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66 MIN READ TIME

Do Superstitious Rituals Work?

Let us stipulate that there is no magic. Sleight-of-hand, deception, illusion, and conjuring, yes, but no “real” magic. On this, most science-minded people agree. But when it comes to superstition, there has always been an additional, less obvious question. Of course, superstitions do not have a magical effect on the world, but do they have psychological benefits? Could superstitions make difficult situations easier to handle? Furthermore, if they have an emotional or psychological benefit, could they also produce better performance in situations where skill is involved? The psychological benefits of superstitions—if they exist—would not be expected to change your luck at the roulette wheel, but perhaps an actor’s pre-performance ritual could reduce anxiety, allowing for better acting.

San Francisco Giants third baseman Pablo San doval engages in a lengthy pre-batting ritual. (Source: Wikimedia)

Despite several decades of research on superstition, these questions remained unanswered for many years. Most researchers assumed superstitions were irrational and focused their attentions on discovering why people were superstitious. It was often assumed that there might be some direct psychological benefits of superstition, but these were rarely studied.

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The War on Science, Anti-Intellectualism, and ‘Alternative Ways of Knowing’ in 21st-Century America

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Other Articles in this Issue


Editor’s Letter
When CSICOP and the Skeptical Inquirer were founded, in 1976,
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CONFERENCE REPORT
A Festival of Scientific Skepticism or a Theme Park for Science and Reason? CSICon Las Vegas 2017 Had It All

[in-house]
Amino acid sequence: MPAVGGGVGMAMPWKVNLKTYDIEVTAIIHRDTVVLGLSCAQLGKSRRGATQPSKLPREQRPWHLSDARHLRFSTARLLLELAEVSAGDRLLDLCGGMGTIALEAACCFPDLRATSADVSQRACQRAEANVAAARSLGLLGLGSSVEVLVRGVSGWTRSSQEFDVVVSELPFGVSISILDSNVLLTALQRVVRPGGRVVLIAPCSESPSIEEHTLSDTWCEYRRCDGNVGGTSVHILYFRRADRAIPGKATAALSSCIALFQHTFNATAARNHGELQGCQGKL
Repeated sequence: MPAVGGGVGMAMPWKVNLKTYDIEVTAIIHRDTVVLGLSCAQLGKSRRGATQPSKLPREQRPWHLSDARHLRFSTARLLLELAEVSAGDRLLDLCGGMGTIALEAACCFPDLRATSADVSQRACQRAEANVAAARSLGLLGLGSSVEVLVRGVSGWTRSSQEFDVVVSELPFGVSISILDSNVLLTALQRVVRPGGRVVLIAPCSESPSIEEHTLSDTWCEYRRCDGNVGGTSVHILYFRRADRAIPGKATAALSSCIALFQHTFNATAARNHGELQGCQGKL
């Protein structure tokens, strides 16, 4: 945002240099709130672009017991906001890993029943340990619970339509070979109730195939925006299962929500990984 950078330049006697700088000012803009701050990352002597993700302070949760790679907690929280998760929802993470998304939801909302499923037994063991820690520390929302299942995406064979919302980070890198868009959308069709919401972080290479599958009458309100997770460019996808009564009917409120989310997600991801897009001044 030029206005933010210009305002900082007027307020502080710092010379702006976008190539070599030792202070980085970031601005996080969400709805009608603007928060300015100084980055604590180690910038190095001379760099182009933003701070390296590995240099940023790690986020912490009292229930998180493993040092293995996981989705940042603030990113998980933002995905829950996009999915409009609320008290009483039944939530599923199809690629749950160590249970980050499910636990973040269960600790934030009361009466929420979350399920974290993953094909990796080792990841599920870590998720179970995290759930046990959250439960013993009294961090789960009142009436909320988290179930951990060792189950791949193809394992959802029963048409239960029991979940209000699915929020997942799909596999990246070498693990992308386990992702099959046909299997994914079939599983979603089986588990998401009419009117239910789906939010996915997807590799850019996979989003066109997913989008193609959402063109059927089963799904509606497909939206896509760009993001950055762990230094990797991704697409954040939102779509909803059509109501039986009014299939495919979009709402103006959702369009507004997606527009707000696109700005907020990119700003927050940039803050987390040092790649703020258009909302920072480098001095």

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INVESTIGATIVE FILES
David Dominé is author of a series of three books
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SKEPTICAL INQUIREE
Q: “I enjoyed your recent investigation into the 2016 Mall
FEATURES
The decades-long academic assault on science has bewildered the American public about the role and function of science, promoted anti-intellectualism, and politically empowered purveyors of supernaturalism and paranormal beliefs
There are several flagrant examples of hype from cancer and cardiac therapy. The drugs Avastin and Opdivo, which have serious problems, have been greatly overhyped. Statins, which are effective in saving lives from heart attacks and stroke, have been subjected to negative hype meant to discourage their use
Here’s a geologist’s critical analysis of false perceptions held by many creationists about the origin of the Grand Canyon and the age of the Earth
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REVIEWS
For most of human history, people have assumed that some
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NEW AND NOTABLE
Listing does not preclude future review
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LETTERS TO THE EDITOR
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THE LAST LAUGH
I’m not sure I get the point of the story